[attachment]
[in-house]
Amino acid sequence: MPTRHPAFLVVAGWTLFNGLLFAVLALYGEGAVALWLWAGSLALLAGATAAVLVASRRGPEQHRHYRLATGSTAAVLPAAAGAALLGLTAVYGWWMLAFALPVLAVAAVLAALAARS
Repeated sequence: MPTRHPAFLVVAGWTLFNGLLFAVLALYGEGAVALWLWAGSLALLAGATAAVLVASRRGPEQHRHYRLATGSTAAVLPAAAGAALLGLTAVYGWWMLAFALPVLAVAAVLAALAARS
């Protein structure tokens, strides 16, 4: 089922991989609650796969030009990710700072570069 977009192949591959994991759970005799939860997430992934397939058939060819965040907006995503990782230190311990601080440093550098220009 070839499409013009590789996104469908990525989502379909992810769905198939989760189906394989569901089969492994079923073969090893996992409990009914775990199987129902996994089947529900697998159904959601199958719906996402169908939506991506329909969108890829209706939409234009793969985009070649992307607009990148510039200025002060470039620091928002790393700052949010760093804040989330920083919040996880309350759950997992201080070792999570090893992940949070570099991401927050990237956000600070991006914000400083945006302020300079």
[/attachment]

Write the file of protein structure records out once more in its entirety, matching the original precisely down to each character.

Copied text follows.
[in-house]
Amino acid sequence: MPTRHPAFLVVAGWTLFNGLLFAVLALYGEGAVALWLWAGSLALLAGATAAVLVASRRGPEQHRHYRLATGSTAAVLPAAAGAALLGLTAVYGWWMLAFALPVLAVAAVLAALAARS
Repeated sequence: MPTRHPAFLVVAGWTLFNGLLFAVLALYGEGAVALWLWAGSLALLAGATAAVLVASRRGPEQHRHYRLATGSTAAVLPAAAGAALLGLTAVYGWWMLAFALPVLAVAAVLAALAARS
């Protein structure tokens, strides 16, 4: 089922991989609650796969030009990710700072570069 977009192949591959994991759970005799939860997430992934397939058939060819965040907006995503990782230190311990601080440093550098220009 070839499409013009590789996104469908990525989502379909992810769905198939989760189906394989569901089969492994079923073969090893996992409990009914775990199987129902996994089947529900697998159904959601199958719906996402169908939506991506329909969108890829209706939409234009793969985009070649992307607009990148510039200025002060470039620091928002790393700052949010760093804040989330920083919040996880309350759950997992201080070792999570090893992940949070570099991401927050990237956000600070991006914000400083945006302020300079």